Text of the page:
Paying two mortgages for CLOSING THE DEAL short period of time makes sense to many
For eight days this spring, Duncan Fremlin will be the proud owner of two homes in downtown Toronto. An empty nester, Fremlin and his partner Karen Laing are in the midst of downsizing, moving from a three-floor, four-bedroom place whose top floor gets “visited once a week for cleaning” to a more modest twostorey home just blocks away.
The couple want to spruce up their new home prior to moving, and as a result, they are joining the thousands of Canadians who choose to finance two homes at the same time.
Fremlin, a broker with Re/Max Hallmark Realty Ltd. in Toronto, estimates that close to 90 per cent of his clients opt for at least a few “moving days” between packing up and unpacking at their new digs. He says this is very different from when he started in the real estate business 21 years ago. In those days, Fremlin says, it was “taken for granted that you closed the deal on your old home and your new one on the same day.”
Interests rates were high at the time — approaching 14 to 15 per cent — so “very few people wanted to carry two mortgages at the same time, even for a couple of days. And lines of credit were quite hard to obtain.”
Times have changed. “Today we have low interest rates. There’s a shift in mindset on the part of the public towards a less stressful moving experience. In addition, lenders have been quite creative in creating new products.”
As a result, fewer people “are scrambling to get the legal paperwork done, hand over keys, and cart their belongings out of, and into, two homes all in a single day.”
This has necessitated alternate ways of thinking about financing.
People who are “buying up”, or purchasing a more expensive property than they currently own, generally will require bridge financing.
Many people think the term refers to having two mortgages simultaneously. But the meaning “as the banks use it, is that you own a property with a mortgage that you are living in. You buy a new property before you close your sale of the old one, and therefore, require a bridge loan,” says Lois Volk, a mortgage consultant with Invis in Toronto.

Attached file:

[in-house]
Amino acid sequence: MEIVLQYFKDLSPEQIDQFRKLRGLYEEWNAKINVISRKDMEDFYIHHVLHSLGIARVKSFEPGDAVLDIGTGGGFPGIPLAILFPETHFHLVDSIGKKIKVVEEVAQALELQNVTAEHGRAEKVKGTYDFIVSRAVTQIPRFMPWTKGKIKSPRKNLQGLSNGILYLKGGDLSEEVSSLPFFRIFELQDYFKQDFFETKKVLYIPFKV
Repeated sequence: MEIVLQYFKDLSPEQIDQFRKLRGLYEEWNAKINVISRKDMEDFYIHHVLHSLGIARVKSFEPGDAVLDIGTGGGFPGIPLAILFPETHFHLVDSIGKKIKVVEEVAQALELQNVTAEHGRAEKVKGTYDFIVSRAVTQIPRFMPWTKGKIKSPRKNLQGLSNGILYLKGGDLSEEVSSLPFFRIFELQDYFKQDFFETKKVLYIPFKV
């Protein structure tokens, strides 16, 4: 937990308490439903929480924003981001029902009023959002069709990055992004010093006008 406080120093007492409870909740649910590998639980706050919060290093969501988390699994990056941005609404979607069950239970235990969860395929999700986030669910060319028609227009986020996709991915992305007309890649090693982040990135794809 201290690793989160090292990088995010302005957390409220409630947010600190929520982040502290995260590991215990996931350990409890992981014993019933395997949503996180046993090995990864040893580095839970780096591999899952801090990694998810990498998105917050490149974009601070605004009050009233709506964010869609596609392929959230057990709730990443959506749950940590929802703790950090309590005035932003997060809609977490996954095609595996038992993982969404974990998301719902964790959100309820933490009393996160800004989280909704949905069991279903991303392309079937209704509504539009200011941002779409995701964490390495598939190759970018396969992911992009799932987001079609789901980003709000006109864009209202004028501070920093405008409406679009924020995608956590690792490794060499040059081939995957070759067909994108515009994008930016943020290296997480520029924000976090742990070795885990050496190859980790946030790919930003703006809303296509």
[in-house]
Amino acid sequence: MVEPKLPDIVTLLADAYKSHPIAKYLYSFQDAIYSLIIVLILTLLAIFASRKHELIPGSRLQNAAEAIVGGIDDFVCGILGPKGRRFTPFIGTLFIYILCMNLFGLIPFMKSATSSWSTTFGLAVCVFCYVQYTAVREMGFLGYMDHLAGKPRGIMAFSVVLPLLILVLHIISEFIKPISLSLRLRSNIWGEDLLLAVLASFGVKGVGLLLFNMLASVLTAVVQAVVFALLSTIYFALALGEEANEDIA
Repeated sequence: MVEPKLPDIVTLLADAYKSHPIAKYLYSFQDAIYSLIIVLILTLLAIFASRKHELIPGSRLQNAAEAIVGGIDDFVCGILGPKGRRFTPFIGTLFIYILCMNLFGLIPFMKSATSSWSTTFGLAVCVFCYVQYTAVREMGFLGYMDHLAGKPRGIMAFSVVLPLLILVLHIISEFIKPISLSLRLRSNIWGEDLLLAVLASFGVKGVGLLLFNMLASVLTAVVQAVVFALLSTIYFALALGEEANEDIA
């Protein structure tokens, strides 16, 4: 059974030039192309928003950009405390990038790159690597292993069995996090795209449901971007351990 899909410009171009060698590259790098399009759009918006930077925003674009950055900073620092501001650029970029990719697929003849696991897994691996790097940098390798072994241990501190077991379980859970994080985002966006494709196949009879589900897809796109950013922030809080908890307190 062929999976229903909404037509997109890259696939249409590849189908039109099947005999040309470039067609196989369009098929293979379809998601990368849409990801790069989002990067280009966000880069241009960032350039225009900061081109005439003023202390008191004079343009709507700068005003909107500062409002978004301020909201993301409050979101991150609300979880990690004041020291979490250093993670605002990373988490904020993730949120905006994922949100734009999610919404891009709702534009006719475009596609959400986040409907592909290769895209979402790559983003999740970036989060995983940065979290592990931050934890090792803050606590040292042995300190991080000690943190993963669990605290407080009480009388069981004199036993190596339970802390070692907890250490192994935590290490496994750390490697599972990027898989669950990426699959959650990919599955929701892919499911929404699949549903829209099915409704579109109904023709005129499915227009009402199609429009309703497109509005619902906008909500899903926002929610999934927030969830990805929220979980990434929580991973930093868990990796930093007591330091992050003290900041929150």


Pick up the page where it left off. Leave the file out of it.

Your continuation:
It works like this: You have a mortgage on your existing property, the lender sets up a new mortgage on the property you are buying, and the lender gives you a loan “because of course you don’t yet have the equity from the first property to finance the purchase of the second one,” says Volk.
People who are downsizing and will not require a mortgage on the new property, on the other hand, might find lenders reluctant to provide a bridge loan. Subject to qualification, however, consumers can put a line of credit on both properties. Often the property being sold has little or no financing on it, and a line of credit can often be obtained for up to 80 per cent of the value of the property, says Volk. The line of credit should be set up before the sale of the property.
One scenario might be that your existing home is worth $600,000 and you are purchasing a home worth $400,000. Your existing property has little or no mortgage and you will not need a mortgage after the sale of your home. Then you would arrange a line of credit on your existing property for up to 80 per cent or $480,000 and the line of credit on your new property if necessary, and the buyer will have enough to close on the new property.